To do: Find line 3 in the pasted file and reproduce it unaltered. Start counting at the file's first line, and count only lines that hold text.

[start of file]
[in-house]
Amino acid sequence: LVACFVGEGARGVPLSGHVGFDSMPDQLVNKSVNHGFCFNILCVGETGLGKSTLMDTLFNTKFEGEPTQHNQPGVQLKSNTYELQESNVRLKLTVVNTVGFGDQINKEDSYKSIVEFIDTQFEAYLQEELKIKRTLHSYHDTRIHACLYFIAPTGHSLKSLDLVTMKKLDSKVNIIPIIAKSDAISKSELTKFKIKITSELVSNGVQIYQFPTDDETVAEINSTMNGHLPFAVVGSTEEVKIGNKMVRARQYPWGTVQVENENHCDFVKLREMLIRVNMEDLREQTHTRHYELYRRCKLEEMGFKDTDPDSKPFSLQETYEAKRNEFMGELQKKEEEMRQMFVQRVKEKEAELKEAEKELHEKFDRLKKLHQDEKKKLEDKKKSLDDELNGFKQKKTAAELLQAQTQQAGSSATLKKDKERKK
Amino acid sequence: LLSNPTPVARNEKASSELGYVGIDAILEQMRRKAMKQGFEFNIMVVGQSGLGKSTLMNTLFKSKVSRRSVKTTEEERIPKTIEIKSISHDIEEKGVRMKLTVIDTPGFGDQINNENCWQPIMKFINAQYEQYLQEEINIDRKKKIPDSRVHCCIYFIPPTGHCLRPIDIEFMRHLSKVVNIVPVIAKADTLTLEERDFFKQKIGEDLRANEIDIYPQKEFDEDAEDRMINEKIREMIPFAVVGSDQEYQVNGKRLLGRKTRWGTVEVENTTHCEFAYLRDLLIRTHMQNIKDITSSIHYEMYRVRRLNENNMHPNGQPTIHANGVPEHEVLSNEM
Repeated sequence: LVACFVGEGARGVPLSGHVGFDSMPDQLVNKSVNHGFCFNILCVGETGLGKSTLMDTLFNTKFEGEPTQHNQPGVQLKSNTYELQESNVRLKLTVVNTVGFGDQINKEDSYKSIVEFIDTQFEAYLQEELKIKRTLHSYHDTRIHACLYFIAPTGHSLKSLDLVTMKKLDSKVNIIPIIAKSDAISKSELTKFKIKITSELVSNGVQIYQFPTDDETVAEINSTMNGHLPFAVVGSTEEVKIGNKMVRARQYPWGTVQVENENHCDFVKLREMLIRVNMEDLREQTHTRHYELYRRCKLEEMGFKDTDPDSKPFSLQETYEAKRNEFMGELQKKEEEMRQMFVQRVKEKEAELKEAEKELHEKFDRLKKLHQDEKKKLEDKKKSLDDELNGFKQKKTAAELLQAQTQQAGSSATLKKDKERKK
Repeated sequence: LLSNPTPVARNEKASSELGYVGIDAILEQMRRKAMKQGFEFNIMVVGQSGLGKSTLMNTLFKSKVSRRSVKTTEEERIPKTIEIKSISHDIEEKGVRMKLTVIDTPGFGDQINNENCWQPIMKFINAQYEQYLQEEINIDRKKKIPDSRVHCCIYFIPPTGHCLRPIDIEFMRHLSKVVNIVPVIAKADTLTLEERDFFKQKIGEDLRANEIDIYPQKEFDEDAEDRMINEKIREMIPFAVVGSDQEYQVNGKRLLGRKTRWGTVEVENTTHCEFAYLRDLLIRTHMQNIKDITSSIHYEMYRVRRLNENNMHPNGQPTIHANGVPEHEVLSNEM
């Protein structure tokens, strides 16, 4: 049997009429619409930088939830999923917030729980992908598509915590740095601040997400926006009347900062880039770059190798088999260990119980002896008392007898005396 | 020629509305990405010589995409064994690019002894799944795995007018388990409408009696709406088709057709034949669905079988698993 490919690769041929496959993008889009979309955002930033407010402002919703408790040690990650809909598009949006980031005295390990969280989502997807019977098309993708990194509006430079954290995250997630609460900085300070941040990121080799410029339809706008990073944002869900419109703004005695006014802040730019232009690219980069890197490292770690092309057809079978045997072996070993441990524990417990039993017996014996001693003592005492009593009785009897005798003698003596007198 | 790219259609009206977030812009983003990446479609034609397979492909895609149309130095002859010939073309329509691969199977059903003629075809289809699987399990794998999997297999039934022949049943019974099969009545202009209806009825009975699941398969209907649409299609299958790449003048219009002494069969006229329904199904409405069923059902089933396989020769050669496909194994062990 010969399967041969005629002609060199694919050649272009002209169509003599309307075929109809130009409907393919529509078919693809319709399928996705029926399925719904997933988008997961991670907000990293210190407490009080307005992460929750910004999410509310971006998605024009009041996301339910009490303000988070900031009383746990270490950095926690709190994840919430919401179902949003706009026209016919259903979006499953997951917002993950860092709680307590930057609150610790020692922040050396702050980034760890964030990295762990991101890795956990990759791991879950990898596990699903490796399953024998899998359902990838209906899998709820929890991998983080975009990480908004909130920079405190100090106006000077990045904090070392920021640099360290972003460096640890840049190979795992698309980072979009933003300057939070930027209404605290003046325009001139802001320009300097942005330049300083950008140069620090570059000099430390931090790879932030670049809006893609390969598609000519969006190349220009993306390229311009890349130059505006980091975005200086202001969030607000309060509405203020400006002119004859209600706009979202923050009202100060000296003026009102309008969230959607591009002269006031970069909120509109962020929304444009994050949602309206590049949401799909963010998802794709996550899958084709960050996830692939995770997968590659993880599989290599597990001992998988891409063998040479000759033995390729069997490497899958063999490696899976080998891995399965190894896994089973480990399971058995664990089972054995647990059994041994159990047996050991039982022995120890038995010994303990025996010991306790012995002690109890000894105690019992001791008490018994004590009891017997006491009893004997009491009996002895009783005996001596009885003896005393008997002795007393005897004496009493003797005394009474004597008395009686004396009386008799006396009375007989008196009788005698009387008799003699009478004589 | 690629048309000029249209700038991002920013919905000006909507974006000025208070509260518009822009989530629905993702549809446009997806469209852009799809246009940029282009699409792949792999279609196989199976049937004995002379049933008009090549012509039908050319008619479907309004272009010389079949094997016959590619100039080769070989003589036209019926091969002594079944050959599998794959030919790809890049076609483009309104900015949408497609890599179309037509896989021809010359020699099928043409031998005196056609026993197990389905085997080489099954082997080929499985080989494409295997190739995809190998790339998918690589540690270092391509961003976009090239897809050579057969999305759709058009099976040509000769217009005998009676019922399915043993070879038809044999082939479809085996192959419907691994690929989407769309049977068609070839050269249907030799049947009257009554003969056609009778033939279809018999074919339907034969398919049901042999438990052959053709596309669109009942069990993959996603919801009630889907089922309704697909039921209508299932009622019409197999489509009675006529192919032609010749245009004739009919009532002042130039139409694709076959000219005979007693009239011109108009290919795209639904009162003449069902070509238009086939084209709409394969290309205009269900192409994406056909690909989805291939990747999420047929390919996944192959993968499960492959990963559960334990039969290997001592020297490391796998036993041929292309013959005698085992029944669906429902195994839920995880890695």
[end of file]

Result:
Amino acid sequence: LLSNPTPVARNEKASSELGYVGIDAILEQMRRKAMKQGFEFNIMVVGQSGLGKSTLMNTLFKSKVSRRSVKTTEEERIPKTIEIKSISHDIEEKGVRMKLTVIDTPGFGDQINNENCWQPIMKFINAQYEQYLQEEINIDRKKKIPDSRVHCCIYFIPPTGHCLRPIDIEFMRHLSKVVNIVPVIAKADTLTLEERDFFKQKIGEDLRANEIDIYPQKEFDEDAEDRMINEKIREMIPFAVVGSDQEYQVNGKRLLGRKTRWGTVEVENTTHCEFAYLRDLLIRTHMQNIKDITSSIHYEMYRVRRLNENNMHPNGQPTIHANGVPEHEVLSNEM